After two wonky games to officially open the NFL season, we’re soon to find out who the 2019 Bears are. That will only happen, however, if the coach starts trusting the QB.
A 1-1 start to the season always seemed likely since – as was well documented throughout last week – nobody wins in Denver in Week 2. (Of course nobody predicted what actually took place down the stretch.) The demise of the team’s defense was greatly exaggerated. Reports of an offensive regression, however, don’t appear to have been aggressively predicted enough.
One of the biggest things to emerge from the win over Denver was Matt Nagy flat out not trusting his quarterback. The Bears had third downs and between two and three yards SIX times in the game and chose to run the ball on four of them. Do coaches who trust their quarterbacks take the ball out of their hands this often? I don’t think so.
It’s not uncommon for teams to run in those situations, but it is odd for them to insist on running it like the Bears did. After the game, Nagy said he intentionally had a conservative game plan in order to keep his defense rested, in the heat and high altitude. Perhaps that helped prevent the collapse until late in the fourth quarter but scoring points would’ve made any incoming collapse less significant.
Nagy lost trust in his quarterback last year too. After Trubisky was impossibly bad against the Rams, Nagy scaled back the offense, going conservative with the thinking that they’d go as far as the defense would take them. While the QB played well, the offense struggled to score throughout that stretch, including in the playoff game.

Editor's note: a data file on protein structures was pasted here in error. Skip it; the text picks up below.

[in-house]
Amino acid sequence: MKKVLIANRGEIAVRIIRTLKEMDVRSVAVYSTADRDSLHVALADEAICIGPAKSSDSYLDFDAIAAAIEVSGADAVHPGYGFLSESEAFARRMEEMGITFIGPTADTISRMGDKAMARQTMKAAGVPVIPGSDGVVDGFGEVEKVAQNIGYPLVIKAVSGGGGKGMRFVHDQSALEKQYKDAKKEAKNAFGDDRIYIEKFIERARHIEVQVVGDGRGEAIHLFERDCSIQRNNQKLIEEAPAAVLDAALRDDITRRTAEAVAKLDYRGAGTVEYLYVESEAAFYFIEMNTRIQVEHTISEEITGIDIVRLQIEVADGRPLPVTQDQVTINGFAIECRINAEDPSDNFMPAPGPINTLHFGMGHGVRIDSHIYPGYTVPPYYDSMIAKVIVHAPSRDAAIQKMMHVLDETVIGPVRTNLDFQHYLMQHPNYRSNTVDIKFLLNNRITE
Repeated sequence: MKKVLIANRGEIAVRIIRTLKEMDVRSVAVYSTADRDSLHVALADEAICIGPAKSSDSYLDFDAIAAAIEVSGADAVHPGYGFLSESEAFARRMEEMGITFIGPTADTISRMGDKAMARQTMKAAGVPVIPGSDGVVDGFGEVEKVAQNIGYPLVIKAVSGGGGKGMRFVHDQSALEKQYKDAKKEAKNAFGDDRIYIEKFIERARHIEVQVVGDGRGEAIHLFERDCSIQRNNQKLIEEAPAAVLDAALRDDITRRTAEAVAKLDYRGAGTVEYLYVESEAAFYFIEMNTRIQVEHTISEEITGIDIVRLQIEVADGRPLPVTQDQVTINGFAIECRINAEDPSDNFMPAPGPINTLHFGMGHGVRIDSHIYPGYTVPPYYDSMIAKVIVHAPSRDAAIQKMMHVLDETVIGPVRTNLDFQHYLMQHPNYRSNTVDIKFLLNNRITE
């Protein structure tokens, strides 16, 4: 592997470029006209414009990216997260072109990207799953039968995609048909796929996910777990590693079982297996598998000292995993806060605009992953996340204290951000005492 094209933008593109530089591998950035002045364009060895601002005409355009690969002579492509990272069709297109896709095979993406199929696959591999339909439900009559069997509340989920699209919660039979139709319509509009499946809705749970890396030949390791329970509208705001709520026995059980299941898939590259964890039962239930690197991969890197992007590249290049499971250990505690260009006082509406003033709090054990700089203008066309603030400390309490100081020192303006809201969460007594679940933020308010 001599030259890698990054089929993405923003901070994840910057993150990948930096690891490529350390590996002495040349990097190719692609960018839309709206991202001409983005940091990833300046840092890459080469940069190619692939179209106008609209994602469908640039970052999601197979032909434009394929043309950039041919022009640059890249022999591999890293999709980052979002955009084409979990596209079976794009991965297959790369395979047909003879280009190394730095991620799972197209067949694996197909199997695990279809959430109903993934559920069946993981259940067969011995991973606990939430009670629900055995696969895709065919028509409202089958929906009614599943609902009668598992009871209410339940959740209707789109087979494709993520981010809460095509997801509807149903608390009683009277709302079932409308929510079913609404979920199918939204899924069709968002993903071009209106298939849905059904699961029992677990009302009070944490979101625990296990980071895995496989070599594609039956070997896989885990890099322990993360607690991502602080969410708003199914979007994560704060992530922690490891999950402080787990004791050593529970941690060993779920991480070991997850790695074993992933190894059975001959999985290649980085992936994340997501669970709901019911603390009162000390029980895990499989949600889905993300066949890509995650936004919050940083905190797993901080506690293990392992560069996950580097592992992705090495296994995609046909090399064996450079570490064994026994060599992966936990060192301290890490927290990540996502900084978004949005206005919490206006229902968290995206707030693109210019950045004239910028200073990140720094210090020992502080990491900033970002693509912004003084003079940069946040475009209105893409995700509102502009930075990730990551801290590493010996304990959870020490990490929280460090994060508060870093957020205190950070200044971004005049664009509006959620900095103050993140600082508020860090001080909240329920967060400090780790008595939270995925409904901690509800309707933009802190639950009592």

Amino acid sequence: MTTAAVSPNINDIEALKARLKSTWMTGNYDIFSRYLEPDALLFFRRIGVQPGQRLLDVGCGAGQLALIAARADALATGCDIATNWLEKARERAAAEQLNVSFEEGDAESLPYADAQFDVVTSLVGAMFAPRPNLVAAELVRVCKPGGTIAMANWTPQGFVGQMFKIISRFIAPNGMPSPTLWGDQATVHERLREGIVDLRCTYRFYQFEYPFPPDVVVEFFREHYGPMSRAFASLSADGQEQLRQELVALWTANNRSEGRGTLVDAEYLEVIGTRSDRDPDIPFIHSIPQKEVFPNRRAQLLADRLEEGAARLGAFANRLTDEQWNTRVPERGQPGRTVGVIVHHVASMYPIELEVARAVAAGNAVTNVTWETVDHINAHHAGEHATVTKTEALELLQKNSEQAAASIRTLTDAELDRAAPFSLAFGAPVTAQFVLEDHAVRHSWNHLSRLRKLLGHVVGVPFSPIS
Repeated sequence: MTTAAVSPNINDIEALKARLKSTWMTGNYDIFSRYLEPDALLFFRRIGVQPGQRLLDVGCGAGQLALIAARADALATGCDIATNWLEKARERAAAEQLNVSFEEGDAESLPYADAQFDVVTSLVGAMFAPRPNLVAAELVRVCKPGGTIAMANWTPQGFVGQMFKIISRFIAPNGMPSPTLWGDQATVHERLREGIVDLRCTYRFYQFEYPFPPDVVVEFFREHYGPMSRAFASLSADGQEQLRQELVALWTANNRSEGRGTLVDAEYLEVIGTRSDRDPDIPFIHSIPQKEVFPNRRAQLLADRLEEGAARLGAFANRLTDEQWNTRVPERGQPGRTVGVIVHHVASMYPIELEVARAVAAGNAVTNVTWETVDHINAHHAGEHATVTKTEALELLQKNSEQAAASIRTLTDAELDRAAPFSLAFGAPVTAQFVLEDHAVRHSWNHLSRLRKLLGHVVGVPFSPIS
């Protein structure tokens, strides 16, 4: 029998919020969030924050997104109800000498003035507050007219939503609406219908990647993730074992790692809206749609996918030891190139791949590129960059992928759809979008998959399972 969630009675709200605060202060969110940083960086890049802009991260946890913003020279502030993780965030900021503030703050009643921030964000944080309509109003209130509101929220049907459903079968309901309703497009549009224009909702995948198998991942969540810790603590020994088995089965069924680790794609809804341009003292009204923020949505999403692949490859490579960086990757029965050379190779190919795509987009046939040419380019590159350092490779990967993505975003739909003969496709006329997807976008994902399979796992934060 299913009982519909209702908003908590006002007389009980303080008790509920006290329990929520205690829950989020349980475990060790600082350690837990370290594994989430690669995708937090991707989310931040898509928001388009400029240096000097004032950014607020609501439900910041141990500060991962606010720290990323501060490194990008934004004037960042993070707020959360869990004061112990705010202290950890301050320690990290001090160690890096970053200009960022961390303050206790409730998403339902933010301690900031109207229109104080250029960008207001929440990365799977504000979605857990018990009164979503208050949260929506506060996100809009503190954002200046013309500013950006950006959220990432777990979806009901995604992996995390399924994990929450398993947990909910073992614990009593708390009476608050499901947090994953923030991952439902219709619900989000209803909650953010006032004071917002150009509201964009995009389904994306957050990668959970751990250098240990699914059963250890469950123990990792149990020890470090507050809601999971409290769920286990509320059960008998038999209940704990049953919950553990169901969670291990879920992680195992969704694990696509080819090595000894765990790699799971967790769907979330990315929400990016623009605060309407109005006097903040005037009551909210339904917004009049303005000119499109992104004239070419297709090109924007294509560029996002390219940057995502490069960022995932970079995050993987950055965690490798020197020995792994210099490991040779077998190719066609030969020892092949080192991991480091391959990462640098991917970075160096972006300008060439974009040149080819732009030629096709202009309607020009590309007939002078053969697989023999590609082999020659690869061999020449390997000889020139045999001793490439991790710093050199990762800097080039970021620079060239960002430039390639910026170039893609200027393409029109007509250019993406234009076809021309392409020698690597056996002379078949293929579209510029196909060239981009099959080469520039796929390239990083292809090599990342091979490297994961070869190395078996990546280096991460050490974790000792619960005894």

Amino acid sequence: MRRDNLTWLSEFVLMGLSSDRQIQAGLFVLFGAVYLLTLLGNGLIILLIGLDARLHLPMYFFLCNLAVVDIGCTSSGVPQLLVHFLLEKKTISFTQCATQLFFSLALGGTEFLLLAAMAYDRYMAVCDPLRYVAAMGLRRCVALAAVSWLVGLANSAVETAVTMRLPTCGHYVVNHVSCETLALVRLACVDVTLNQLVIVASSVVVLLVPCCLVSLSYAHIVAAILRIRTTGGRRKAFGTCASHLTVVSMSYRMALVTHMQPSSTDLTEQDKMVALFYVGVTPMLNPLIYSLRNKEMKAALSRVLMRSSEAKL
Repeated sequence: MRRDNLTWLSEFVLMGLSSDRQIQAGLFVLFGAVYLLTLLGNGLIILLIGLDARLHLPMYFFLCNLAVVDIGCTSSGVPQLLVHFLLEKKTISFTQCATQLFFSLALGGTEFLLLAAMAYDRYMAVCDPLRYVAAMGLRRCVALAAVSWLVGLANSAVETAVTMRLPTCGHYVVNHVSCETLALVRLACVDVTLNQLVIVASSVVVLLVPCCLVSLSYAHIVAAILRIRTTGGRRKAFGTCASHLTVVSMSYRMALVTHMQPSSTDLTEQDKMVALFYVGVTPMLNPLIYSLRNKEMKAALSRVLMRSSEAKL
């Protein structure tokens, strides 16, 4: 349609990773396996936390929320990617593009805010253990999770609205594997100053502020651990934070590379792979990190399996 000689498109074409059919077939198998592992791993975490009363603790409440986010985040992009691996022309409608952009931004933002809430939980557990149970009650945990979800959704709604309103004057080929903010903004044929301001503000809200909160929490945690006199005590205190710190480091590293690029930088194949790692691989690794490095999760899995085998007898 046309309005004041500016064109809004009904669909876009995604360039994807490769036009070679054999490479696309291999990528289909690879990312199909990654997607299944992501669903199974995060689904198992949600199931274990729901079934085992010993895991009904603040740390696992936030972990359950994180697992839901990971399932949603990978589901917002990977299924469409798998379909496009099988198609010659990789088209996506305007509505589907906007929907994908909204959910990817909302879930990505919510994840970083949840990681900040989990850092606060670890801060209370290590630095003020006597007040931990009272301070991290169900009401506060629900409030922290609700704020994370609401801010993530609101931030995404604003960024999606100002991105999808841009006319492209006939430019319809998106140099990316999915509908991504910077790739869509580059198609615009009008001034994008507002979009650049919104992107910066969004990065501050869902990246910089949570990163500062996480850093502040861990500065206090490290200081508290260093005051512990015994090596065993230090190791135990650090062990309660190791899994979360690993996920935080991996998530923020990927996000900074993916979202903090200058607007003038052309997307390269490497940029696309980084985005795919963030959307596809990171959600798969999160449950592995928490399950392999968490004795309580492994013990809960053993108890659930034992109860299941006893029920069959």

Ultimately, Nagy’s plan didn’t work. The defense gave up two straight long drives, the second resulting in a touchdown and two-point conversion to give Denver the lead with less than a minute left. The Man in the Visor had no other choice after that. He had to let Trubisky sling it. And the quarterback got the team down the field for the game-winning field goal.
At this point it seems clear the Bears will always regret passing on Deshaun Watson and Patrick Mahomes in favor of Trubisky, but that doesn’t mean their signal caller isn’t or can’t be a good quarterback. But two games into his third season, we don’t really have a feel for whether or not that’s the case.
The Bears have to find out what he is, even if that means losing in 2019. They have to know if Trubisky is good enough to get the job done for the next decade. Answering that question means trusting the quarterback, allowing him to at least try to convert third-and-short plays.
The first two games were always going to be tough for Trubisky and Nagy. But this week they have a defense that allowed Carson Wentz and Dak Prescott to carve them up. When we look back at Trubisky’s career, this game is going to be one that defines him.
But if the coach still doesn’t trust him, we’ll know what we need to know.